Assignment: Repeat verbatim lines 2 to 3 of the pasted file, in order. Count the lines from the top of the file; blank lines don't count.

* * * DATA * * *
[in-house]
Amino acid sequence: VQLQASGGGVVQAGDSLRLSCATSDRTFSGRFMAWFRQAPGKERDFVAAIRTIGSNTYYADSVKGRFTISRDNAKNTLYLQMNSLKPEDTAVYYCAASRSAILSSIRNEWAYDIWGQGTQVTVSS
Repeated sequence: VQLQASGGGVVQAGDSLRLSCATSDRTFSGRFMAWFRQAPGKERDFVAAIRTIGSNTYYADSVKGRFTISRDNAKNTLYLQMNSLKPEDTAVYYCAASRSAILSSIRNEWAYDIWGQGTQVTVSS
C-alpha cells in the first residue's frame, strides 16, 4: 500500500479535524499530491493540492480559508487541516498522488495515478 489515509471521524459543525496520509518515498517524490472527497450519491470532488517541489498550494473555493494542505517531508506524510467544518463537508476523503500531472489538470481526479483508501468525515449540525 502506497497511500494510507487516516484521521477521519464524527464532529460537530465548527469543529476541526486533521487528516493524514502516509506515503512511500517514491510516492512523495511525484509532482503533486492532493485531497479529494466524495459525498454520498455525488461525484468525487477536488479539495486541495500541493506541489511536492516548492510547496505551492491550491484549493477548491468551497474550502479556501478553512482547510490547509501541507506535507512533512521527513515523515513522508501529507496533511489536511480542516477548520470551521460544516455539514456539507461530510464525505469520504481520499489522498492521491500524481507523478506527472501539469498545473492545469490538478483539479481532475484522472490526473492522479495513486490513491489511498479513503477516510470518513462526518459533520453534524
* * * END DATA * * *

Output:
Amino acid sequence: VQLQASGGGVVQAGDSLRLSCATSDRTFSGRFMAWFRQAPGKERDFVAAIRTIGSNTYYADSVKGRFTISRDNAKNTLYLQMNSLKPEDTAVYYCAASRSAILSSIRNEWAYDIWGQGTQVTVSS
Repeated sequence: VQLQASGGGVVQAGDSLRLSCATSDRTFSGRFMAWFRQAPGKERDFVAAIRTIGSNTYYADSVKGRFTISRDNAKNTLYLQMNSLKPEDTAVYYCAASRSAILSSIRNEWAYDIWGQGTQVTVSS